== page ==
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A drinking straw is a short tube intended for transferring a beverage from its container to the mouth of the drinker. A thin tube of plastic or other material, straight or with an angle-adjustable (bending) segment, it is employed by being held with one end in the mouth and another end in the drink. Muscular action reduces air pressure in the mouth and above the liquid in the straw, whereupon atmospheric pressure forces the beverage up the straw.
- A basic drinking straw is straight for the full length.
- A bendable straw or "bendy straw" (known in the industry as an "articulated straw") has a concertina-type hinge near the top for convenience. This variation was invented by Joseph Friedman in 1937.
- Candy straws, such as licorice straws (or lico-straws), are made from some type of chewy candy.
- A recent addition to the straw family is the cereal straw, such as the ones made by Kellogg's, for use with milk.
- Special "color-changer" straws change color as cold liquid passes through them.
- A "crazy straw" is made from hard, transparent or translucent plastic and has a number of twists and turns at the top. When liquid is sucked through the straw, it quickly flows through the winding path, creating a mildly amusing spectacle, popular with children.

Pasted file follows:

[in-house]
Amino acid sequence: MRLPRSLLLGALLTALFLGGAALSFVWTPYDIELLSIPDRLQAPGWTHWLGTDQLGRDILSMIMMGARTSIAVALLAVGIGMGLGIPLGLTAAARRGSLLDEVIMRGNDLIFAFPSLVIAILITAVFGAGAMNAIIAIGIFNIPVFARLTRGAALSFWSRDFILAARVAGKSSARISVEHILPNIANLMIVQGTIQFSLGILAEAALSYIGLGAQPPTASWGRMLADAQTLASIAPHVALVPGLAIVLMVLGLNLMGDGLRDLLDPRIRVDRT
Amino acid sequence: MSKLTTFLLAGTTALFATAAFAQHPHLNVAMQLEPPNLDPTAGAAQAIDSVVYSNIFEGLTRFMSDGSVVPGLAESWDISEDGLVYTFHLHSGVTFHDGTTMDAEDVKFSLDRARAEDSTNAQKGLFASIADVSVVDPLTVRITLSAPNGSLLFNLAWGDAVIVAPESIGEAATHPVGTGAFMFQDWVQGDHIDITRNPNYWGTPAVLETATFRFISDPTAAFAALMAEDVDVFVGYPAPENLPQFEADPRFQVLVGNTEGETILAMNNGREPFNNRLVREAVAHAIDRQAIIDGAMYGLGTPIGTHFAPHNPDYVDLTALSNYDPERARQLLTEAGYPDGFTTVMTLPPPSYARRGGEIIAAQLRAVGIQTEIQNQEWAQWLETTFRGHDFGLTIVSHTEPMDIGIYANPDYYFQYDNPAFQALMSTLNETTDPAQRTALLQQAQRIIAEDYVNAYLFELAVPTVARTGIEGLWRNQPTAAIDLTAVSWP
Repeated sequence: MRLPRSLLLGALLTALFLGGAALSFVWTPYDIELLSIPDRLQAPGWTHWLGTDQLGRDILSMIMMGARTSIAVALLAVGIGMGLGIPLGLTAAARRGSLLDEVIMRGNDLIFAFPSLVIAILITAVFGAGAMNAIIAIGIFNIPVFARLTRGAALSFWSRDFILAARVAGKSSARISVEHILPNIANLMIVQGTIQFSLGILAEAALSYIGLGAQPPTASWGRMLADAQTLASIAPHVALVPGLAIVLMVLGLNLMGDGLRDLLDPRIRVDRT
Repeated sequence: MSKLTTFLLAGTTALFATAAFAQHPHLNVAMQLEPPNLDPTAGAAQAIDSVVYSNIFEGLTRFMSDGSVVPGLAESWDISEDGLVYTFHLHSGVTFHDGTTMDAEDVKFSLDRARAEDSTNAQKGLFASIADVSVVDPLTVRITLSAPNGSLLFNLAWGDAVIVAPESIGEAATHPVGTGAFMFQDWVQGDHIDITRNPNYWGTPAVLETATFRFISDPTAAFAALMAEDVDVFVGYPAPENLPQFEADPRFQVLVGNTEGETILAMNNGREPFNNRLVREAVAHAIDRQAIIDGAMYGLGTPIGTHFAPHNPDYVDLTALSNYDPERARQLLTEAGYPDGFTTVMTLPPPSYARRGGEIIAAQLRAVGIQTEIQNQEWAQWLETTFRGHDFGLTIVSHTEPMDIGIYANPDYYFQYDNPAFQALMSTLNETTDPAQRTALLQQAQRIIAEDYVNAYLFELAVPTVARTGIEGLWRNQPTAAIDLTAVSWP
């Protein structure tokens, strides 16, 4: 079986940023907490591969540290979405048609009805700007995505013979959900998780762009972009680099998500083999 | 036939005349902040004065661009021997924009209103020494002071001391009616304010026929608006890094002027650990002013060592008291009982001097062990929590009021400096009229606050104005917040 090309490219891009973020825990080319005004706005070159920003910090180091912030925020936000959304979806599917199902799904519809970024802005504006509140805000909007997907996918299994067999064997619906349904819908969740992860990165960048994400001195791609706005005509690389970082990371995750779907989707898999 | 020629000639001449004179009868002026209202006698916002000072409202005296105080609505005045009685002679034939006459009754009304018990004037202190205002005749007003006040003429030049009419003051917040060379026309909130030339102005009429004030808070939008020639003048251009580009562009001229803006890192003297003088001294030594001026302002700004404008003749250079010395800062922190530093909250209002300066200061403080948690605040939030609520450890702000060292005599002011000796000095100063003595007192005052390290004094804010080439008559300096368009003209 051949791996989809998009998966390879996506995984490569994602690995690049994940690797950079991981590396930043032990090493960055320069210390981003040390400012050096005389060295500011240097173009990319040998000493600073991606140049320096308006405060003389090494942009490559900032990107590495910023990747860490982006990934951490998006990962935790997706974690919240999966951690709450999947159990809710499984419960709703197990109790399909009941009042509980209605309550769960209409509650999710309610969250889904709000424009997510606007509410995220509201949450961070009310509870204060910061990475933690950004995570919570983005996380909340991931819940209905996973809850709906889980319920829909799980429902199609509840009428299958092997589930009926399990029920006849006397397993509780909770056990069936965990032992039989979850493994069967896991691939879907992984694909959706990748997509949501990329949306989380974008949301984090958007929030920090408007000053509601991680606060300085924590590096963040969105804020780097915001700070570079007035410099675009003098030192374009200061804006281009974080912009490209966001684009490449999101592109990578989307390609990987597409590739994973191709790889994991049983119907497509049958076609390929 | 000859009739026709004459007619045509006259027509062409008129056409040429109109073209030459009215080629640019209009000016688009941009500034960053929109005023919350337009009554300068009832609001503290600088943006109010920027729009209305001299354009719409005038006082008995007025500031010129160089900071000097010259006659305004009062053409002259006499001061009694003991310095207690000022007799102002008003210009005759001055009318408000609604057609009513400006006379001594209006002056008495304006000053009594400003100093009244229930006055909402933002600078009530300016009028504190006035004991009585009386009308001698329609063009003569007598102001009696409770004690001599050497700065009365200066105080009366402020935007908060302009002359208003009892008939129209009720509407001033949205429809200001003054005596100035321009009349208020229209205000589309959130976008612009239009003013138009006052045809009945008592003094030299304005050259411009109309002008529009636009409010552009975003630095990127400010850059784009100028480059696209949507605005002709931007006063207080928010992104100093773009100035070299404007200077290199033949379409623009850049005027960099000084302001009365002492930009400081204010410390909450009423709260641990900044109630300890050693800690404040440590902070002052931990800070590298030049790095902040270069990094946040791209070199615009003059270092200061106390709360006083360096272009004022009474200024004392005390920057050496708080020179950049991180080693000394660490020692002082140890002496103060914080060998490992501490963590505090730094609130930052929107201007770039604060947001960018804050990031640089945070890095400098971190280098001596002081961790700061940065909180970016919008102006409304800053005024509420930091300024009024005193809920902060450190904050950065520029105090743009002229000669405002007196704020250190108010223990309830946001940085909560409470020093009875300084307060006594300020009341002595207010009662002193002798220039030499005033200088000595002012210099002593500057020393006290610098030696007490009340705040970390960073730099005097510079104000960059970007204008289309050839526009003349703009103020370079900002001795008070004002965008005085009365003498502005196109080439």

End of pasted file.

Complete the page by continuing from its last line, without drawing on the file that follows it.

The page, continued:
- Extendo-straws can extend through telescoping action to reach the bottom of the carton.
- Flavor straws are a form of drinking straw with a flavoring included, designed to make drinking milk more pleasant for children. They first marketed in the United States in 1956 as Flav-R-Straws.
- A miniature straw is often attached to a drink boxes and pouches.
- Polypropylene is becoming favored over polystyrene for manufacturing plastic drinking straws as polystyrene is brittle and tends to crack easily. Polystyrene is also denser than water, causing straws to sink when placed into beverages. Polypropylene straws, by contrast, are much more durable and do not sink.
- "Sanitary" straws are individually wrapped to avoid contamination. Straws were originally marketed as a means for people to reduce the risk of contracting an illness from improperly washed containers, glasses, or cups.
- A spoon straw features a cut-away shape at one end that functions as a miniature spoon. It is intended for slush drinks and milkshakes. Their original purpose was to avoid ice clogging up the submerged end of the straw. 
- A wide straw is used for sipping thick products, such as milkshakes and drinks with solid components like tapioca pearls or chocolate shavings.
- ↑ "The Amazing History and the Strange Invention of the Bendy Straw", Derek Thompson, The Atlantic, November 22, 2011.
- ↑ Friedman and the Flexible Straw
- ↑ 
- ↑ Milk plant monthly, Volume 45, p. 68 (1956), quote: "New Flavored Straws For Use in Milk Drinks [...] A new type of straw with built-in flavor for use with milk drinks has been introduced by Flav-R Straws, Inc."
- ↑ "Drinking Straw Explained"
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